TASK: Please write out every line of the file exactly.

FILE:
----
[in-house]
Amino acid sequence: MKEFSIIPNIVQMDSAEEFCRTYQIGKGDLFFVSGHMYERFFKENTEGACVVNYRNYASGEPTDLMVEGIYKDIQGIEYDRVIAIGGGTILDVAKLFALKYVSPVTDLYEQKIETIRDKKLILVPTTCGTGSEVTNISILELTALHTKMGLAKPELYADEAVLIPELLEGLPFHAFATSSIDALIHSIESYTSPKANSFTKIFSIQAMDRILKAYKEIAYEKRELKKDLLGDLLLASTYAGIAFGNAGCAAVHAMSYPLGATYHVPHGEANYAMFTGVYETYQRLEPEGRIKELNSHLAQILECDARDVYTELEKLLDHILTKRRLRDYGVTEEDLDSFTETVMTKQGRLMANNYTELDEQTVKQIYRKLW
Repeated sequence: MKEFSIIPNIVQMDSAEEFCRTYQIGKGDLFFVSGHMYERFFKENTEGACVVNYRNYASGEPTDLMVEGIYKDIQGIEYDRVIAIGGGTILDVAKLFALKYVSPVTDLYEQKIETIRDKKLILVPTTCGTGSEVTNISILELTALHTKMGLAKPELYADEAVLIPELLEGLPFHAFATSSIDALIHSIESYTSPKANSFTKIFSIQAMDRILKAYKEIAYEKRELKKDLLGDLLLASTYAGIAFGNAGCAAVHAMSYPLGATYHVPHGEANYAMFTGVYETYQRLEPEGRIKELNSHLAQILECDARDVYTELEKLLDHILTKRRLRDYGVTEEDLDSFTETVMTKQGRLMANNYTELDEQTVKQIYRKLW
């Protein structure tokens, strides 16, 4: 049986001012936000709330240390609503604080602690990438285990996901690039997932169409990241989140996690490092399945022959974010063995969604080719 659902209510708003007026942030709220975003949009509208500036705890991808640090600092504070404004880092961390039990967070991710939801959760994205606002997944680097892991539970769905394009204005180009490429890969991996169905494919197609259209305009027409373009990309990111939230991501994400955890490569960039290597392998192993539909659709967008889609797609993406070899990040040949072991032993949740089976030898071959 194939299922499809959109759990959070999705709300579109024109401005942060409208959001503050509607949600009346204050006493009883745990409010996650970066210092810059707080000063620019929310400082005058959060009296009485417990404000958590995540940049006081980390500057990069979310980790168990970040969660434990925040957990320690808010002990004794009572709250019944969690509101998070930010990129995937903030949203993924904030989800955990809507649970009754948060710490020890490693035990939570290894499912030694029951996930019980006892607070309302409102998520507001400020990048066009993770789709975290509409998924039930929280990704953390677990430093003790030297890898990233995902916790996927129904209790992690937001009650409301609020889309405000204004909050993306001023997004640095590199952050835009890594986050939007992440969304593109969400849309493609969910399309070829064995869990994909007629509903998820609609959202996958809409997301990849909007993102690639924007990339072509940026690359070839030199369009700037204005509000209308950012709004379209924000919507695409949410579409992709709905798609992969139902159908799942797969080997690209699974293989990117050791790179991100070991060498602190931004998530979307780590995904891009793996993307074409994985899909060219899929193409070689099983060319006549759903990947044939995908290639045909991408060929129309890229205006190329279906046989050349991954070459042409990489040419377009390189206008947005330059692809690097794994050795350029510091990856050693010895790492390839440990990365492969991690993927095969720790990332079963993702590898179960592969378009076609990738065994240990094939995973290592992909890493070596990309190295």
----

[in-house]
Amino acid sequence: MKEFSIIPNIVQMDSAEEFCRTYQIGKGDLFFVSGHMYERFFKENTEGACVVNYRNYASGEPTDLMVEGIYKDIQGIEYDRVIAIGGGTILDVAKLFALKYVSPVTDLYEQKIETIRDKKLILVPTTCGTGSEVTNISILELTALHTKMGLAKPELYADEAVLIPELLEGLPFHAFATSSIDALIHSIESYTSPKANSFTKIFSIQAMDRILKAYKEIAYEKRELKKDLLGDLLLASTYAGIAFGNAGCAAVHAMSYPLGATYHVPHGEANYAMFTGVYETYQRLEPEGRIKELNSHLAQILECDARDVYTELEKLLDHILTKRRLRDYGVTEEDLDSFTETVMTKQGRLMANNYTELDEQTVKQIYRKLW
Repeated sequence: MKEFSIIPNIVQMDSAEEFCRTYQIGKGDLFFVSGHMYERFFKENTEGACVVNYRNYASGEPTDLMVEGIYKDIQGIEYDRVIAIGGGTILDVAKLFALKYVSPVTDLYEQKIETIRDKKLILVPTTCGTGSEVTNISILELTALHTKMGLAKPELYADEAVLIPELLEGLPFHAFATSSIDALIHSIESYTSPKANSFTKIFSIQAMDRILKAYKEIAYEKRELKKDLLGDLLLASTYAGIAFGNAGCAAVHAMSYPLGATYHVPHGEANYAMFTGVYETYQRLEPEGRIKELNSHLAQILECDARDVYTELEKLLDHILTKRRLRDYGVTEEDLDSFTETVMTKQGRLMANNYTELDEQTVKQIYRKLW
């Protein structure tokens, strides 16, 4: 049986001012936000709330240390609503604080602690990438285990996901690039997932169409990241989140996690490092399945022959974010063995969604080719 659902209510708003007026942030709220975003949009509208500036705890991808640090600092504070404004880092961390039990967070991710939801959760994205606002997944680097892991539970769905394009204005180009490429890969991996169905494919197609259209305009027409373009990309990111939230991501994400955890490569960039290597392998192993539909659709967008889609797609993406070899990040040949072991032993949740089976030898071959 194939299922499809959109759990959070999705709300579109024109401005942060409208959001503050509607949600009346204050006493009883745990409010996650970066210092810059707080000063620019929310400082005058959060009296009485417990404000958590995540940049006081980390500057990069979310980790168990970040969660434990925040957990320690808010002990004794009572709250019944969690509101998070930010990129995937903030949203993924904030989800955990809507649970009754948060710490020890490693035990939570290894499912030694029951996930019980006892607070309302409102998520507001400020990048066009993770789709975290509409998924039930929280990704953390677990430093003790030297890898990233995902916790996927129904209790992690937001009650409301609020889309405000204004909050993306001023997004640095590199952050835009890594986050939007992440969304593109969400849309493609969910399309070829064995869990994909007629509903998820609609959202996958809409997301990849909007993102690639924007990339072509940026690359070839030199369009700037204005509000209308950012709004379209924000919507695409949410579409992709709905798609992969139902159908799942797969080997690209699974293989990117050791790179991100070991060498602190931004998530979307780590995904891009793996993307074409994985899909060219899929193409070689099983060319006549759903990947044939995908290639045909991408060929129309890229205006190329279906046989050349991954070459042409990489040419377009390189206008947005330059692809690097794994050795350029510091990856050693010895790492390839440990990365492969991690993927095969720790990332079963993702590898179960592969378009076609990738065994240990094939995973290592992909890493070596990309190295």